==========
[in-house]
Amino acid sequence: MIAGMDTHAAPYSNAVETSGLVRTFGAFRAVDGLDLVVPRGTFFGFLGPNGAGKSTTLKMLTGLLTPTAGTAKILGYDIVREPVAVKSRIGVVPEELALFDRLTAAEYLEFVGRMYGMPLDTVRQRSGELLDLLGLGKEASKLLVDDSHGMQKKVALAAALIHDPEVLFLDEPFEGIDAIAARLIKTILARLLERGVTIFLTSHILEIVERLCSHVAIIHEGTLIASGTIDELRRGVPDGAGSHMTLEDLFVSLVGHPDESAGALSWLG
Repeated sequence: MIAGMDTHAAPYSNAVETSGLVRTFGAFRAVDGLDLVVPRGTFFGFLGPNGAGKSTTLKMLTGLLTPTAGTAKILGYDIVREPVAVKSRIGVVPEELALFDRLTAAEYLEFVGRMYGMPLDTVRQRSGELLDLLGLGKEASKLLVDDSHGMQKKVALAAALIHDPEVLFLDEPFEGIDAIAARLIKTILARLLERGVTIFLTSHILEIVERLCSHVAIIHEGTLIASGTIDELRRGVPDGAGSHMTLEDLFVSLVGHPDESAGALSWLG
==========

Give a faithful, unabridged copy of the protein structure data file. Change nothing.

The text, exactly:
[in-house]
Amino acid sequence: MIAGMDTHAAPYSNAVETSGLVRTFGAFRAVDGLDLVVPRGTFFGFLGPNGAGKSTTLKMLTGLLTPTAGTAKILGYDIVREPVAVKSRIGVVPEELALFDRLTAAEYLEFVGRMYGMPLDTVRQRSGELLDLLGLGKEASKLLVDDSHGMQKKVALAAALIHDPEVLFLDEPFEGIDAIAARLIKTILARLLERGVTIFLTSHILEIVERLCSHVAIIHEGTLIASGTIDELRRGVPDGAGSHMTLEDLFVSLVGHPDESAGALSWLG
Repeated sequence: MIAGMDTHAAPYSNAVETSGLVRTFGAFRAVDGLDLVVPRGTFFGFLGPNGAGKSTTLKMLTGLLTPTAGTAKILGYDIVREPVAVKSRIGVVPEELALFDRLTAAEYLEFVGRMYGMPLDTVRQRSGELLDLLGLGKEASKLLVDDSHGMQKKVALAAALIHDPEVLFLDEPFEGIDAIAARLIKTILARLLERGVTIFLTSHILEIVERLCSHVAIIHEGTLIASGTIDELRRGVPDGAGSHMTLEDLFVSLVGHPDESAGALSWLG